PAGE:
Bladder Cancer (cont.)
Medical Treatment: Radiation
Standard therapies for bladder cancer include surgery, radiation therapy, chemotherapy, and immunotherapy or biological therapy.
- Surgery and radiation therapy are local therapies. This means that they get rid of cancer cells only in the treated area.
- Chemotherapy is systemic therapy. This means that it can kill cancer cells almost anywhere in the body.
- For more information, see the Surgery section.
Radiation is a painless, invisible high-energy ray that can kill both cancer cells and normal cells in its path. New radiation treatments are able to focus radiation better and damage fewer normal cells. Radiation may be given for small muscle-invasive bladder cancers. It is commonly used as an alternative approach to or in addition to surgery. Either of two types of radiation can be used. However, for greatest therapeutic efficacy, it should be given in conjunction with chemotherapy:
- External radiation is produced by a machine outside the body. The machine targets a concentrated beam of radiation directly at the tumor. This form of therapy is usually spread out in short treatments given five days a week for 5 to 7 weeks. Spreading it out this way helps protect the surrounding healthy tissues by lowering the dose of each treatment. External radiation is given at the hospital or medical center. You come to the center each day as an outpatient to receive your radiation therapy.
- Internal radiation is given by many different techniques. One involves placing a small pellet of radioactive material inside the bladder. The pellet can be inserted through the urethra or by making a tiny incision in the lower abdominal wall. You have to stay in the hospital during the entire treatment, which lasts several days. Visits by family and friends are restricted to protect them from the effects of radiation. When the treatment is done, the pellet is removed and you are allowed to go home. This form of radiation is rarely used for bladder cancer in the United States.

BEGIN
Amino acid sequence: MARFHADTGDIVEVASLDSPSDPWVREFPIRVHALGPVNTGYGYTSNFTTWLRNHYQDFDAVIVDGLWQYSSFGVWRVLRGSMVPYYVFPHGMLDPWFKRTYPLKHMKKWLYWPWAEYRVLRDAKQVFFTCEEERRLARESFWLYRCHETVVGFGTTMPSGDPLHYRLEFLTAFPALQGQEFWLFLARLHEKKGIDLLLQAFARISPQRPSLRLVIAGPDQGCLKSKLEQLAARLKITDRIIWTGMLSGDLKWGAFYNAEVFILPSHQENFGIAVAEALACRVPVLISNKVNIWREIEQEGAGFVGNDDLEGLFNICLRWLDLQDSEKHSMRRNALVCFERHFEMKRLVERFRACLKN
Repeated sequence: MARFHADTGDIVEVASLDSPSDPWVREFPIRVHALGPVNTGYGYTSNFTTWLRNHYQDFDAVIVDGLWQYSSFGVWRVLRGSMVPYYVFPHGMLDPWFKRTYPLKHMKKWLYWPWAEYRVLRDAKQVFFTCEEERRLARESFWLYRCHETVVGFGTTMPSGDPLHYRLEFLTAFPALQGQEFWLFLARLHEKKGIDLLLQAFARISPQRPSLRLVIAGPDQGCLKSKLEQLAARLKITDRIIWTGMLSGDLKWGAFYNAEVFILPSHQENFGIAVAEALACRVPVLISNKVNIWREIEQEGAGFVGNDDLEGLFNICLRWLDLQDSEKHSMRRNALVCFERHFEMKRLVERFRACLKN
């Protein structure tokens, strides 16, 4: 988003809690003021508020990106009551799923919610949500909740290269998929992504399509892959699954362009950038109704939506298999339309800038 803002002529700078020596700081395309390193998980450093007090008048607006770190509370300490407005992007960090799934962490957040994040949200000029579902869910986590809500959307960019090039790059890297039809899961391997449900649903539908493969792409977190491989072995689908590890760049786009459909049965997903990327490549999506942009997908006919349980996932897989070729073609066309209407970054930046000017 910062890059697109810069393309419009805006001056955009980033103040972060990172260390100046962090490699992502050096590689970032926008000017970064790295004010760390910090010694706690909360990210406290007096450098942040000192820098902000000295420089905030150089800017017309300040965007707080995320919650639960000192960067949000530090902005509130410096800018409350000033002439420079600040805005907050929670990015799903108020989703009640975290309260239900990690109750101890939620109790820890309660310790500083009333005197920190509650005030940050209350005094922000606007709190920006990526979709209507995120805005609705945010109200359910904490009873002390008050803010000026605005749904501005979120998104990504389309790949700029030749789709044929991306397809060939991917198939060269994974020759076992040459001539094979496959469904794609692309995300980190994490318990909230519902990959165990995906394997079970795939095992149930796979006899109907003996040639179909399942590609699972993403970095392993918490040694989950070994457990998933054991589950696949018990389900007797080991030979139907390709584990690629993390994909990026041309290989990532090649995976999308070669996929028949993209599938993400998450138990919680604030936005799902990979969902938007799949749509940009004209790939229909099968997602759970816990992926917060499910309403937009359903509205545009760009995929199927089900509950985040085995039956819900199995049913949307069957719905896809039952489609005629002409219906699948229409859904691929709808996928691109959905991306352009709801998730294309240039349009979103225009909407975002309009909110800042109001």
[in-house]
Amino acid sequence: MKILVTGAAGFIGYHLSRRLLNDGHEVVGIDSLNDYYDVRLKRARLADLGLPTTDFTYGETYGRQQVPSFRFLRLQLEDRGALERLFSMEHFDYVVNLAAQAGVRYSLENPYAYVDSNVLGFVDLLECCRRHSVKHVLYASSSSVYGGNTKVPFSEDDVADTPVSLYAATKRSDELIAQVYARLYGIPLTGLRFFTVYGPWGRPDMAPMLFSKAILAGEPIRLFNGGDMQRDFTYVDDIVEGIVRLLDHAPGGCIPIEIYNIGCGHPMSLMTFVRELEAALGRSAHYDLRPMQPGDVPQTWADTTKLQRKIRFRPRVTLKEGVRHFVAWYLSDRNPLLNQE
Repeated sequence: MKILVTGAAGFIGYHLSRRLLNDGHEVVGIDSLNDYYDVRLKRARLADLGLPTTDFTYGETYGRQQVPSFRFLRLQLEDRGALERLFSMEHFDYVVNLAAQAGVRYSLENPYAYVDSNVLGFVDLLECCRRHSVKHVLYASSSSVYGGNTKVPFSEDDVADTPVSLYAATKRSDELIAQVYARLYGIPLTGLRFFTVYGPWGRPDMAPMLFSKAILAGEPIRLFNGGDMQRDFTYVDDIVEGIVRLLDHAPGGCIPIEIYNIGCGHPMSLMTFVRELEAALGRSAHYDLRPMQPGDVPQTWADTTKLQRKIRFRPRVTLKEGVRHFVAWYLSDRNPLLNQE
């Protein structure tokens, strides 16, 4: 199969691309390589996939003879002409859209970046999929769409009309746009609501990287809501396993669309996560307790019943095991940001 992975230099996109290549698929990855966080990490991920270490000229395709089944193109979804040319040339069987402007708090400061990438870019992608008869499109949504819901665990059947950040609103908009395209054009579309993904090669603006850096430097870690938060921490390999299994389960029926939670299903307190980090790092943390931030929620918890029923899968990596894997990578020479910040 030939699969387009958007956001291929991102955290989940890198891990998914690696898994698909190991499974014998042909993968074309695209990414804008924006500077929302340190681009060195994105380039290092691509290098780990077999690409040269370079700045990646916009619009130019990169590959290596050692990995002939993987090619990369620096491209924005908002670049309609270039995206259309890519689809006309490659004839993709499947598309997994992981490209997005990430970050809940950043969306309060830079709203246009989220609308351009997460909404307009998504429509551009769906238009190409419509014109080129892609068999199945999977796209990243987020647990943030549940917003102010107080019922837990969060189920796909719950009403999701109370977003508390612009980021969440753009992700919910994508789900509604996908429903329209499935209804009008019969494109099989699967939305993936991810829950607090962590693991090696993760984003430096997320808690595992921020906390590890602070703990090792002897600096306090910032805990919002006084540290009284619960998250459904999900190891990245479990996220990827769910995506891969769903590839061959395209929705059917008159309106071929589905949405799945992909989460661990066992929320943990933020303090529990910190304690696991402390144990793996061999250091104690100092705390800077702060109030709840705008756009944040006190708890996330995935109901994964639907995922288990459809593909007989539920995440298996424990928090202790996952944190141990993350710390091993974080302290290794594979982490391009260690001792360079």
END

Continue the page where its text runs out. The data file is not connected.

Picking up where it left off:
Unfortunately, radiation affects not only cancer cells but also any healthy tissues it touches. With external radiation, healthy tissue overlying or adjacent to the tumor can be damaged if the radiation cannot be focused enough. The side effects of radiation depend on the dose and the area of the body where the radiation is targeted.
- The area of your skin where the radiation passes through may become reddened, sore, dry, or itchy. The effect is not unlike sunburn. Although these effects can be severe, they are usually not permanent. The skin in this area may become permanently darker, however. Internal organs, bones, and other tissues can also be damaged. Internal radiation was developed to avoid these complications.
- You may feel very tired during radiation therapy.
- Radiation to the pelvis, as is needed for bladder cancer, can affect production of blood cells in the bone marrow. Common effects include extreme tiredness, increased susceptibility to infections, and easy bruising or bleeding.
- Radiation to the pelvis may also cause nausea, diarrhea, urinary problems, and sexual problems such as vaginal dryness in women and impotence in men.
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